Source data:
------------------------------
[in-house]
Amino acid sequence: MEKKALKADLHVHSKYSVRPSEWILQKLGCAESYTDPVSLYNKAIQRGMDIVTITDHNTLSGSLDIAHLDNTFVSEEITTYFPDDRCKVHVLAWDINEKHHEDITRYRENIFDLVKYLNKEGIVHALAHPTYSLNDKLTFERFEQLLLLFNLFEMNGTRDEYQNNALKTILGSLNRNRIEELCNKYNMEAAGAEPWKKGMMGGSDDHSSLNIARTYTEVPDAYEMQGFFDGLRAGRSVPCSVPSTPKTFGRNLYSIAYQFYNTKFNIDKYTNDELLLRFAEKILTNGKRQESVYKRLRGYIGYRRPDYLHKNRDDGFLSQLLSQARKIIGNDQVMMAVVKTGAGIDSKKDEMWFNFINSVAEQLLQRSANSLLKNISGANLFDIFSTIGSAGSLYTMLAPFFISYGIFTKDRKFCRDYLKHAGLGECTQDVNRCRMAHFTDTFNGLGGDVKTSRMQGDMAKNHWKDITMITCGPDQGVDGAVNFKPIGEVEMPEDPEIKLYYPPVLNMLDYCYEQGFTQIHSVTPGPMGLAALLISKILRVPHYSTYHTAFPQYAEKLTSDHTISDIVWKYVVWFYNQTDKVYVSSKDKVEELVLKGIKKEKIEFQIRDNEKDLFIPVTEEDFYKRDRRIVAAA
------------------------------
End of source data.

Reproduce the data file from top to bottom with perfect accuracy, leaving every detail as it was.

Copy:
[in-house]
Amino acid sequence: MEKKALKADLHVHSKYSVRPSEWILQKLGCAESYTDPVSLYNKAIQRGMDIVTITDHNTLSGSLDIAHLDNTFVSEEITTYFPDDRCKVHVLAWDINEKHHEDITRYRENIFDLVKYLNKEGIVHALAHPTYSLNDKLTFERFEQLLLLFNLFEMNGTRDEYQNNALKTILGSLNRNRIEELCNKYNMEAAGAEPWKKGMMGGSDDHSSLNIARTYTEVPDAYEMQGFFDGLRAGRSVPCSVPSTPKTFGRNLYSIAYQFYNTKFNIDKYTNDELLLRFAEKILTNGKRQESVYKRLRGYIGYRRPDYLHKNRDDGFLSQLLSQARKIIGNDQVMMAVVKTGAGIDSKKDEMWFNFINSVAEQLLQRSANSLLKNISGANLFDIFSTIGSAGSLYTMLAPFFISYGIFTKDRKFCRDYLKHAGLGECTQDVNRCRMAHFTDTFNGLGGDVKTSRMQGDMAKNHWKDITMITCGPDQGVDGAVNFKPIGEVEMPEDPEIKLYYPPVLNMLDYCYEQGFTQIHSVTPGPMGLAALLISKILRVPHYSTYHTAFPQYAEKLTSDHTISDIVWKYVVWFYNQTDKVYVSSKDKVEELVLKGIKKEKIEFQIRDNEKDLFIPVTEEDFYKRDRRIVAAA